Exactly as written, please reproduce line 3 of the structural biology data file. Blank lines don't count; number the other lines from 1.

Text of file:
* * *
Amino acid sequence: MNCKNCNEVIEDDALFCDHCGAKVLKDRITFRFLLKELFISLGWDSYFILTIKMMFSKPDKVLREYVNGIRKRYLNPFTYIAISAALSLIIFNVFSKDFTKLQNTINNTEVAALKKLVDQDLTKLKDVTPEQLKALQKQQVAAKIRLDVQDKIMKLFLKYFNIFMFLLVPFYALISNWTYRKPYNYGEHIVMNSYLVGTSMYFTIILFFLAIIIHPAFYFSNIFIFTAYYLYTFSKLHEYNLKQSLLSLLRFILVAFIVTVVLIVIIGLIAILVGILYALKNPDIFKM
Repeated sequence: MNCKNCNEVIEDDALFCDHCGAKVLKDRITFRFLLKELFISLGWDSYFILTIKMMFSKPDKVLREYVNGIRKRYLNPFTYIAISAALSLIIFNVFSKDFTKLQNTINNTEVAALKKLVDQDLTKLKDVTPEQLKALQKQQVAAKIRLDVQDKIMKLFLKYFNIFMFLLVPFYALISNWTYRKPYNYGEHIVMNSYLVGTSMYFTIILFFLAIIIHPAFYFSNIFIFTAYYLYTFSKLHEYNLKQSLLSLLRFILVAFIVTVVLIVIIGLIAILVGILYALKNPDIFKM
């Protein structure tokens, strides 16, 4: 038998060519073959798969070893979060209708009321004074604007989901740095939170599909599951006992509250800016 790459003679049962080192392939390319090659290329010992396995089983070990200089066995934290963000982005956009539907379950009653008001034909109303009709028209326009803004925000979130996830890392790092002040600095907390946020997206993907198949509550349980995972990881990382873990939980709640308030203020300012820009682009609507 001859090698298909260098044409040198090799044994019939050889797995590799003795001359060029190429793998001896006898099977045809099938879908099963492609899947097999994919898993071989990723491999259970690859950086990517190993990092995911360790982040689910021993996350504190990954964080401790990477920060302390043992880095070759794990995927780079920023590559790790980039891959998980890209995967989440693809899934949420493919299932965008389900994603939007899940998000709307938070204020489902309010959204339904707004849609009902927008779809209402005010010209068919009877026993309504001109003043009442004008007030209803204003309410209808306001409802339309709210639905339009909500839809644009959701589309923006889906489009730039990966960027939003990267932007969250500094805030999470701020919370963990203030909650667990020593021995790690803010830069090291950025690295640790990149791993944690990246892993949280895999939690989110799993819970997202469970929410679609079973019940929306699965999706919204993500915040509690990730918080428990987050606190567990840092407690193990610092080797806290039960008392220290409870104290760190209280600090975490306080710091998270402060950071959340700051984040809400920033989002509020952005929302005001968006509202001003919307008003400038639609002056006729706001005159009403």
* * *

């Protein structure tokens, strides 16, 4: 038998060519073959798969070893979060209708009321004074604007989901740095939170599909599951006992509250800016 790459003679049962080192392939390319090659290329010992396995089983070990200089066995934290963000982005956009539907379950009653008001034909109303009709028209326009803004925000979130996830890392790092002040600095907390946020997206993907198949509550349980995972990881990382873990939980709640308030203020300012820009682009609507 001859090698298909260098044409040198090799044994019939050889797995590799003795001359060029190429793998001896006898099977045809099938879908099963492609899947097999994919898993071989990723491999259970690859950086990517190993990092995911360790982040689910021993996350504190990954964080401790990477920060302390043992880095070759794990995927780079920023590559790790980039891959998980890209995967989440693809899934949420493919299932965008389900994603939007899940998000709307938070204020489902309010959204339904707004849609009902927008779809209402005010010209068919009877026993309504001109003043009442004008007030209803204003309410209808306001409802339309709210639905339009909500839809644009959701589309923006889906489009730039990966960027939003990267932007969250500094805030999470701020919370963990203030909650667990020593021995790690803010830069090291950025690295640790990149791993944690990246892993949280895999939690989110799993819970997202469970929410679609079973019940929306699965999706919204993500915040509690990730918080428990987050606190567990840092407690193990610092080797806290039960008392220290409870104290760190209280600090975490306080710091998270402060950071959340700051984040809400920033989002509020952005929302005001968006509202001003919307008003400038639609002056006729706001005159009403």